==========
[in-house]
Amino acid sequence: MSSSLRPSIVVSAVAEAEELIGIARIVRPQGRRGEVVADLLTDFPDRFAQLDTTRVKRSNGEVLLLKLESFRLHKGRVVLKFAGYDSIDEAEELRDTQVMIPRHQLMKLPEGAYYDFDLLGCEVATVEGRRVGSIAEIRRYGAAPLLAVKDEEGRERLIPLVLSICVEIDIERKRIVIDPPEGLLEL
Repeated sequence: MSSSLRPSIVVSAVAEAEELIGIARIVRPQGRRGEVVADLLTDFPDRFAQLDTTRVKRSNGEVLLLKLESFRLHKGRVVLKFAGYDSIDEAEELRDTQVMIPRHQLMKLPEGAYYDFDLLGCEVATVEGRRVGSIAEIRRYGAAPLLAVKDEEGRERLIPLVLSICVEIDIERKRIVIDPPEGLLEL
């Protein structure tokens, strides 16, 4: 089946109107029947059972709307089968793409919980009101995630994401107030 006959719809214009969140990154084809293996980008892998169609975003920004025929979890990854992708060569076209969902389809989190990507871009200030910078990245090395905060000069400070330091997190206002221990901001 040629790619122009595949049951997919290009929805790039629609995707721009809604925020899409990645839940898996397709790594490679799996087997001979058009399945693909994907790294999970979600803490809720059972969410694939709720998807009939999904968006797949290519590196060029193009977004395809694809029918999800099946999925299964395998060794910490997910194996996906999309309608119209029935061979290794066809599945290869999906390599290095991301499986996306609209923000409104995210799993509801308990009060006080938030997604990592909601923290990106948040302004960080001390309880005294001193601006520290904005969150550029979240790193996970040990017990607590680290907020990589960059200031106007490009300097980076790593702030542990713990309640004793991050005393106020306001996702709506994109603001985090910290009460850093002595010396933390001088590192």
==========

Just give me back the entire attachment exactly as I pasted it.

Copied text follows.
[in-house]
Amino acid sequence: MSSSLRPSIVVSAVAEAEELIGIARIVRPQGRRGEVVADLLTDFPDRFAQLDTTRVKRSNGEVLLLKLESFRLHKGRVVLKFAGYDSIDEAEELRDTQVMIPRHQLMKLPEGAYYDFDLLGCEVATVEGRRVGSIAEIRRYGAAPLLAVKDEEGRERLIPLVLSICVEIDIERKRIVIDPPEGLLEL
Repeated sequence: MSSSLRPSIVVSAVAEAEELIGIARIVRPQGRRGEVVADLLTDFPDRFAQLDTTRVKRSNGEVLLLKLESFRLHKGRVVLKFAGYDSIDEAEELRDTQVMIPRHQLMKLPEGAYYDFDLLGCEVATVEGRRVGSIAEIRRYGAAPLLAVKDEEGRERLIPLVLSICVEIDIERKRIVIDPPEGLLEL
């Protein structure tokens, strides 16, 4: 089946109107029947059972709307089968793409919980009101995630994401107030 006959719809214009969140990154084809293996980008892998169609975003920004025929979890990854992708060569076209969902389809989190990507871009200030910078990245090395905060000069400070330091997190206002221990901001 040629790619122009595949049951997919290009929805790039629609995707721009809604925020899409990645839940898996397709790594490679799996087997001979058009399945693909994907790294999970979600803490809720059972969410694939709720998807009939999904968006797949290519590196060029193009977004395809694809029918999800099946999925299964395998060794910490997910194996996906999309309608119209029935061979290794066809599945290869999906390599290095991301499986996306609209923000409104995210799993509801308990009060006080938030997604990592909601923290990106948040302004960080001390309880005294001193601006520290904005969150550029979240790193996970040990017990607590680290907020990589960059200031106007490009300097980076790593702030542990713990309640004793991050005393106020306001996702709506994109603001985090910290009460850093002595010396933390001088590192």